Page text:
Meanwhile, In Barcelona

at | 23 Replies

Barcelona, Spain this morning

This morning.

Barcelona, Spain.

Via Reuters:

Hundreds of thousands of demonstrators waving pro-independence flags and chanting “freedom for political prisoners” joined marches across Catalonia on Friday, the fifth day of protests against the jailing of nine separatist leaders over a failed bid to break away from Spain in 2017.

Friday’s marchers, ranging from families pushing prams to cyclists wheeling their bicycles, took over a highway lane and other major roads as they walked peacefully towards the Catalan capital, many sporting yellow ribbons – a sign of protest against the jailing of Catalan independence leaders.

Major roads were blocked off across Catalonia and several main streets in Barcelona were closed to traffic in anticipation of the marches, as well as picket lines that had begun springing up, while regional trains and the city’s metro were running on a reduced timetable after pro-independence unions called a strike…

More as we get it.

Thousands converge on Barcelona for fifth day of Catalan protests (Reuters)

El Clasico: Barcelona v Real Madrid postponed because of fears over civil unrest (BBC)

This week: ‘Sedicion’

Pic: Reuters

23 thoughts on “Meanwhile, In Barcelona

  1. GobDaw

    I (naively) expect this call for an independance referendum will get as much coverage as pro-democracy protests in Hong Kong.

    Reply
      1. Ian-O

        I don’t really have an opinion on this issue due to not being in possession of all the facts, but human rights abuses alone would not, in my opinion, be the only reason to want independence?

        Pretty sure the Scots are not having their rights abused?

        Reply
        1. Christopher

          I speaking about the false equivalence of the arguement- the people of Hong Kong were content to live as part of China for the last 20 years as they were given special rights not afforded to other people of China- now these rights are being taken away from them so it’s right that the world is appauled. Nothing has changed for the Catalans since Francos time!

          Reply
  2. MountainTalk

    I always found the thing with that part of Spain as mildly racist. Ok, you have your own language, great. You have maybe a different salad dressing, nice. You have your own particular little culture in that corner, great. But independence??? independence from what? That’s next, breathing your own air. Your a city with a bit of a suburb. That’s it. Hey, maybe Cork City wants to break away. It’s a little different down there.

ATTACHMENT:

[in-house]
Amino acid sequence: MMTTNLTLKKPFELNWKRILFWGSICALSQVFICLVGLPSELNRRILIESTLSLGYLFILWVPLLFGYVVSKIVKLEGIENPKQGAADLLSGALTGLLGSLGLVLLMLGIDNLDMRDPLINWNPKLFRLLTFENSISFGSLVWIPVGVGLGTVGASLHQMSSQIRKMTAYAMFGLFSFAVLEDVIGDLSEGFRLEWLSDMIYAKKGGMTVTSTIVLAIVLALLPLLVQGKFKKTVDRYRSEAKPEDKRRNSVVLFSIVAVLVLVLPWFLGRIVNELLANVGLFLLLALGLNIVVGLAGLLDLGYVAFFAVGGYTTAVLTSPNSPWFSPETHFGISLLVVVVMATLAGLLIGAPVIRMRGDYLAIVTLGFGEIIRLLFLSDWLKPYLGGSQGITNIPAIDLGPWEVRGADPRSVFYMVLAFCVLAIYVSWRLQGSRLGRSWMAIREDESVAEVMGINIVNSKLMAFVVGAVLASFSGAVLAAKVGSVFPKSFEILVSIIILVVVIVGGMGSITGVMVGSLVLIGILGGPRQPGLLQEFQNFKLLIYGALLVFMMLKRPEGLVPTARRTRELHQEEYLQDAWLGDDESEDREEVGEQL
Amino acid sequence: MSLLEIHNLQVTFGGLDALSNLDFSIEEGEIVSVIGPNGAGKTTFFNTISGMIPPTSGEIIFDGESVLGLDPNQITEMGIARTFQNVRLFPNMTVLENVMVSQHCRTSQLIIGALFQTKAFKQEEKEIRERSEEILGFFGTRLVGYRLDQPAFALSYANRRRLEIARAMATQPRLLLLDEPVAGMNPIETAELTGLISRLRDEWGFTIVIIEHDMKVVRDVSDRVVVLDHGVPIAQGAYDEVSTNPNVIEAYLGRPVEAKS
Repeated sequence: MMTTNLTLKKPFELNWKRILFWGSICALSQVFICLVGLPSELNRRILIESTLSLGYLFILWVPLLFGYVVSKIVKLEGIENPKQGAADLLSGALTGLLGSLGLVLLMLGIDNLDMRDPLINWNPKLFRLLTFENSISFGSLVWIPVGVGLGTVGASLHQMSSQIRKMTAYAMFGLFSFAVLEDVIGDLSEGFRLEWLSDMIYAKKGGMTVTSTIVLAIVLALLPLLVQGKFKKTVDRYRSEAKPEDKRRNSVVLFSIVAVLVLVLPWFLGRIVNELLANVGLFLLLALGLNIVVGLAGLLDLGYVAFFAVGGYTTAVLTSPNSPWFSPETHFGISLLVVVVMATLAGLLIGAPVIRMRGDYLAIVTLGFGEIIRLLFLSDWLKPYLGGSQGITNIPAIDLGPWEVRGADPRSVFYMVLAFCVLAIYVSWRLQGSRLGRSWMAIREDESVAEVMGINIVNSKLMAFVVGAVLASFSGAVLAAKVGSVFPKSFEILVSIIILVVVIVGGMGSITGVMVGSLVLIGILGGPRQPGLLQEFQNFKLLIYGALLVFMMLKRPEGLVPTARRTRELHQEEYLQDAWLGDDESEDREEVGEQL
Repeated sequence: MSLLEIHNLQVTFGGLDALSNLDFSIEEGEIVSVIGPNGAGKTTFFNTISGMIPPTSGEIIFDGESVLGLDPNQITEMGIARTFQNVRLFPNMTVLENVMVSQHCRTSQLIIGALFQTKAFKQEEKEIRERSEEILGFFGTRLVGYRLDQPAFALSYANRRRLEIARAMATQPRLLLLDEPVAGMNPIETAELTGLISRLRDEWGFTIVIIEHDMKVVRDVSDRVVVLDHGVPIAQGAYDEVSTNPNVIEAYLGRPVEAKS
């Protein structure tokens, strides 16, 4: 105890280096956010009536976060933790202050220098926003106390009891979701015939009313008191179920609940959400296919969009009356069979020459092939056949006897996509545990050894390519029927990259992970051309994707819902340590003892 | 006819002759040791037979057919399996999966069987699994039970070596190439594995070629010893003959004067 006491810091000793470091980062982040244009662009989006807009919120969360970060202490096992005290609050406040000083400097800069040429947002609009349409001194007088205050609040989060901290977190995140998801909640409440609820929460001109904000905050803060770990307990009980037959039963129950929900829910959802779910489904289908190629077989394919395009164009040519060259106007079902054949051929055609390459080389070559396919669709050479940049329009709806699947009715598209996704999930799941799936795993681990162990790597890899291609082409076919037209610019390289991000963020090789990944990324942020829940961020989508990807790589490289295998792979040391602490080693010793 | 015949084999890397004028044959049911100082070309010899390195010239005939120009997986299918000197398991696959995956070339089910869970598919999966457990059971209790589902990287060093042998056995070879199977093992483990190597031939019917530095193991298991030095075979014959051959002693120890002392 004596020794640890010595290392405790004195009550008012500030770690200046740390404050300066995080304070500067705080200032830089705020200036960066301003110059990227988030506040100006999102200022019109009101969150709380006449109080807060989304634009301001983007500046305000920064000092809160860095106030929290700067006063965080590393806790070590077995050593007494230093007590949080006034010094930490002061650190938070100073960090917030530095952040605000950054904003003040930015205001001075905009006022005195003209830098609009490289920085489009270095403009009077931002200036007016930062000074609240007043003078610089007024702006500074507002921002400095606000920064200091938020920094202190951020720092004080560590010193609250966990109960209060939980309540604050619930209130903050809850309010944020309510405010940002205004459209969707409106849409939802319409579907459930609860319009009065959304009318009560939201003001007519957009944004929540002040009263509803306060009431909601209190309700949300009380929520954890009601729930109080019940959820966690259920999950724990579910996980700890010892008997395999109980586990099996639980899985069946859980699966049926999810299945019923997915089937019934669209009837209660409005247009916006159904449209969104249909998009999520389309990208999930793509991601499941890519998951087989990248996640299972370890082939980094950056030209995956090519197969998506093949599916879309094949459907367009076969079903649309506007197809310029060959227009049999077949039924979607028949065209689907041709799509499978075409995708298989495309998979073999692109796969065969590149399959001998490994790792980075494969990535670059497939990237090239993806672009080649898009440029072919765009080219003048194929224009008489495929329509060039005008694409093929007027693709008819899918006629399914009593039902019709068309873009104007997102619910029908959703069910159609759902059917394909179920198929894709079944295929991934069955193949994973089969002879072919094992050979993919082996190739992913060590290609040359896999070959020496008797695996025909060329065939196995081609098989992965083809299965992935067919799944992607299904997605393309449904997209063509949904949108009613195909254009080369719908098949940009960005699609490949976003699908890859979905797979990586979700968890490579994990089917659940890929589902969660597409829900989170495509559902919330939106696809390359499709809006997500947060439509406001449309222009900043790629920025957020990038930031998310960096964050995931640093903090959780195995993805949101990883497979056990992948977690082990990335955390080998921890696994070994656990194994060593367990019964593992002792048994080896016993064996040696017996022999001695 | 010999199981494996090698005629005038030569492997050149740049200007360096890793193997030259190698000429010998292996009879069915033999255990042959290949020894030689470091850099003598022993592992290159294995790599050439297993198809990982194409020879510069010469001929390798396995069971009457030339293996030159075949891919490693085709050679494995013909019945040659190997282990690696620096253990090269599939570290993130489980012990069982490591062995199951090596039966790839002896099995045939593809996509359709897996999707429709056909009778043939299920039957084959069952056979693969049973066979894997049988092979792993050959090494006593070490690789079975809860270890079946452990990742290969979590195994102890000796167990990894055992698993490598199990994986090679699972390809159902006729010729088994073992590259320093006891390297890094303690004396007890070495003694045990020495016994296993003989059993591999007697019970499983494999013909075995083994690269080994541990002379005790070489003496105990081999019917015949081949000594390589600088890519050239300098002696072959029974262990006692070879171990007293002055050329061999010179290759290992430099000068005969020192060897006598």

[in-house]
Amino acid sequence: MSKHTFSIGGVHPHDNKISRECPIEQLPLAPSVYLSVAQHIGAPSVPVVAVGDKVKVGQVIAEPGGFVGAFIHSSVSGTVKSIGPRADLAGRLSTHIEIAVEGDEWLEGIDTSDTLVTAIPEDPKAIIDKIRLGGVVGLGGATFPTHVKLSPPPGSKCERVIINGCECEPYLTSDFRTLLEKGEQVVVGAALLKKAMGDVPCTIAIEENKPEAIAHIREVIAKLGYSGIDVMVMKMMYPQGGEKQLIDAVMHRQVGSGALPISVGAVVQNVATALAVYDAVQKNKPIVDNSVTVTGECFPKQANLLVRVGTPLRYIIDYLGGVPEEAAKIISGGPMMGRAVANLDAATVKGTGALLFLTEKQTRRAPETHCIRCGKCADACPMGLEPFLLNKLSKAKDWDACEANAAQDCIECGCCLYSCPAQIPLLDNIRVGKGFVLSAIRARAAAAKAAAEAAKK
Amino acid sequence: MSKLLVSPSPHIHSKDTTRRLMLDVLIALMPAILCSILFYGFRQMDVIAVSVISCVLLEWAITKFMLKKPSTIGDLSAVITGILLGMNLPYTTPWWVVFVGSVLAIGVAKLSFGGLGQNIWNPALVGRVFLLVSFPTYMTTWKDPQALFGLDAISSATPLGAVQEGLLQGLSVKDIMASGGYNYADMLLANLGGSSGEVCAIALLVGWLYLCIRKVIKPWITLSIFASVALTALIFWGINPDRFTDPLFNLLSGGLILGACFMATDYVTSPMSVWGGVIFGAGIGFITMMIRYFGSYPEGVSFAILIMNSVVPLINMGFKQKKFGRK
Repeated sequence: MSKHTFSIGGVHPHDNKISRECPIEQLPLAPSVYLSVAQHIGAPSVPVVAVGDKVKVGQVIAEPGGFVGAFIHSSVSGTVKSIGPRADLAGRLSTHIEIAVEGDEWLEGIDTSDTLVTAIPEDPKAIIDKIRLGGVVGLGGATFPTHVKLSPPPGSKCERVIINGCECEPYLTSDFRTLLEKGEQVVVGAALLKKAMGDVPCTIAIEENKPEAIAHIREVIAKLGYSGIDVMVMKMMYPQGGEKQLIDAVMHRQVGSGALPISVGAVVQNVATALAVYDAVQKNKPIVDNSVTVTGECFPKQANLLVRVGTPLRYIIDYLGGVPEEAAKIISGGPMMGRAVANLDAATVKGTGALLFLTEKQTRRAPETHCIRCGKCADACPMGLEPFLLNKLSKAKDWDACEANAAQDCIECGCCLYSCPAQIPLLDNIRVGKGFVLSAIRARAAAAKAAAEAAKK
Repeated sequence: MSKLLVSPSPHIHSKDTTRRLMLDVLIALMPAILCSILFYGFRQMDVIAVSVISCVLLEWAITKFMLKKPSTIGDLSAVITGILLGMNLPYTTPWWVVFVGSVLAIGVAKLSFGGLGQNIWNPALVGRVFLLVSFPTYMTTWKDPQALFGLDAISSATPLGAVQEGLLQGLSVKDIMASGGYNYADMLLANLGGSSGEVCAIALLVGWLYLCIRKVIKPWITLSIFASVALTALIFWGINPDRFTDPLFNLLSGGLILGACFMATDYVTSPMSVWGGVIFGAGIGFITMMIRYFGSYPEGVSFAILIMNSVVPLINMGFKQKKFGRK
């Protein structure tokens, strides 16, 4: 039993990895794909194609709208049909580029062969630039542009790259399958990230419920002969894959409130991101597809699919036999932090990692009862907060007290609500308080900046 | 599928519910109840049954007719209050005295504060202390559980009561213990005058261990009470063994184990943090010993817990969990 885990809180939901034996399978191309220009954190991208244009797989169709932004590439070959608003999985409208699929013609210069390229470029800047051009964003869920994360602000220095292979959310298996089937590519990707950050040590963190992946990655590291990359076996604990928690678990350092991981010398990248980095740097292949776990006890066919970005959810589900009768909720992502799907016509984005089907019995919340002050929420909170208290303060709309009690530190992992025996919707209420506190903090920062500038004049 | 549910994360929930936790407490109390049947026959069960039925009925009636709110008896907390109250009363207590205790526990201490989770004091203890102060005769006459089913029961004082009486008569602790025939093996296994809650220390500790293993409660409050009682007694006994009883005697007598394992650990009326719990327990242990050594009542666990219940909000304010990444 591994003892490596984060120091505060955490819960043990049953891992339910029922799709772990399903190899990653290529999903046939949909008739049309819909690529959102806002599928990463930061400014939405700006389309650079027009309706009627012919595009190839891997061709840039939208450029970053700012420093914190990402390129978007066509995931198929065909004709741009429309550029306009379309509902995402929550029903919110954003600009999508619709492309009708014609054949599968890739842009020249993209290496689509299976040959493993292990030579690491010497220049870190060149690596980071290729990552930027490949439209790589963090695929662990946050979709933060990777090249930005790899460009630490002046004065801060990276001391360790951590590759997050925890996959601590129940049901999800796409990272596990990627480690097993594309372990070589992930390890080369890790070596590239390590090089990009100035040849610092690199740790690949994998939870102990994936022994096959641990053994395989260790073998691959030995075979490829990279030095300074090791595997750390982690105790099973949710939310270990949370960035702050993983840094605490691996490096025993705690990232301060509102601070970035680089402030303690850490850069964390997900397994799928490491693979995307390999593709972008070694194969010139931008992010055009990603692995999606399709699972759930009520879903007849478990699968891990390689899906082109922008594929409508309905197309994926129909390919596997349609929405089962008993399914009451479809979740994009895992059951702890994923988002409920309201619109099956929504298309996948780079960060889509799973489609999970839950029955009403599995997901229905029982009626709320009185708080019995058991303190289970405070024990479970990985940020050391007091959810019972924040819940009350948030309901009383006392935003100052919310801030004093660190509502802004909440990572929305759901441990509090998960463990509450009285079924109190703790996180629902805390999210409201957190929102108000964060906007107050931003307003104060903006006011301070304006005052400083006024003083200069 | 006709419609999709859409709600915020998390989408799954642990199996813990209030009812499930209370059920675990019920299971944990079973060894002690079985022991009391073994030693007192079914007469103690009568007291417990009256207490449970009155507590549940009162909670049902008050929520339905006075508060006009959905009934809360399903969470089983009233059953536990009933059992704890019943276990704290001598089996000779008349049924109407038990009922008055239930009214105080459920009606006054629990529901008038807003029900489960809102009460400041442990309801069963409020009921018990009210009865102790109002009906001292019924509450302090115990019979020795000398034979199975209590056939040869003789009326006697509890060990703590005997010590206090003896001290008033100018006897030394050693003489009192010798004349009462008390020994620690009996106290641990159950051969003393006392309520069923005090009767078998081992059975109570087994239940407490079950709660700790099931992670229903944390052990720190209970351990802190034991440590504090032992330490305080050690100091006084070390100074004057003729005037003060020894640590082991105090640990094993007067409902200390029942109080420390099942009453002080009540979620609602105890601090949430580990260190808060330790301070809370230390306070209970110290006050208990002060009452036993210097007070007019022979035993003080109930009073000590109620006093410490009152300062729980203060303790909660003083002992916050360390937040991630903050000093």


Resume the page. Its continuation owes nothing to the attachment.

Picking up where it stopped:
Reply
    1. Amy

      It’s more than that. The Catalans don’t think of themselves as Spanish. In the same way the Irish didn’t think of themselves as a natural constituent of the British Empire. It’s not a case of minor differences, it’s a case that the Catalans and the Spanish are as different as the Irish and the English. The Basques don’t consider themselves Spanish and never have. Spain’s a State made up of different nations, it’s not a natural country. It’s like Yugoslavia.

      Reply
      1. MountainTalk

        All countries are initially little atomized cultural states. Next to the arrival of the car. Travel. Integration. Merging Languages, customs, religions, foods. Now the internet. A whole new level of integration. But….. I found w/ the ppl I met from there, they have a mild old-school inherent racism. They state their Catalan in a certain way. With a feeling. Not to be mistaken almost as darker, poorer, uneducated. Kinda of Italian north-south thing. Feelings probably left over from Moorish times. Why not celebrate the little cultural difference. Why the separation????. FEAR You can have a few different identities. My ex-girlfriend is Jewish, Israeli and American. All at the same time. No problem.

        Reply
          1. MountainTalk

            w/ respect it’s not the same situation. This is regional and I suspect latent racism. Should Algeria rejoin France!

          2. Amy

            It’s not regional, only Spanish Unionists think of Catalonia as a region. Just as they think of the Basque Country as regional. Just as the British used to think of Ireland as a region. There’s no Catalan ‘race’, so racism here isn’t an issue. In fact the Catalan movement for a Republic specifically states that any one who considers Catalonia their home is Catalan.

    2. BobbyJ

      Catalonia is much more than “a city with a bit of a suburb”. It has a population of 7.5 million people, if it was an independent state and joined the EU it would be the 16th most populated state out of 29.

      Reply
  3. Ben Redmond

    Scotland, Wales, Catalonia, Occitanie, Languedoc, Brittany, Gaeltacht Iarchonnacht, Gaeltacht Gaoith Dobhair, Sicilia, Kosovo, Vlaanderen, the Faroes, Donegal…
    The list of ethno-linguistic places around Europe is interesting if not complete. Russia too has its ethnic tensions and Russia is very European apart from its vast stretches of far East Asia. An EU one-size-fits-all model of Europe does not fit the bill. In Brussels some time ago ‘subsidiarity’ and ‘lEurope des regions’ were words buzzing about, but the decision makers settled for 27 centralised states making big decisions centralised in the Berlaymont. Regionalist and ethno-identitarian may smoulder but won’t go away, however.

    Reply

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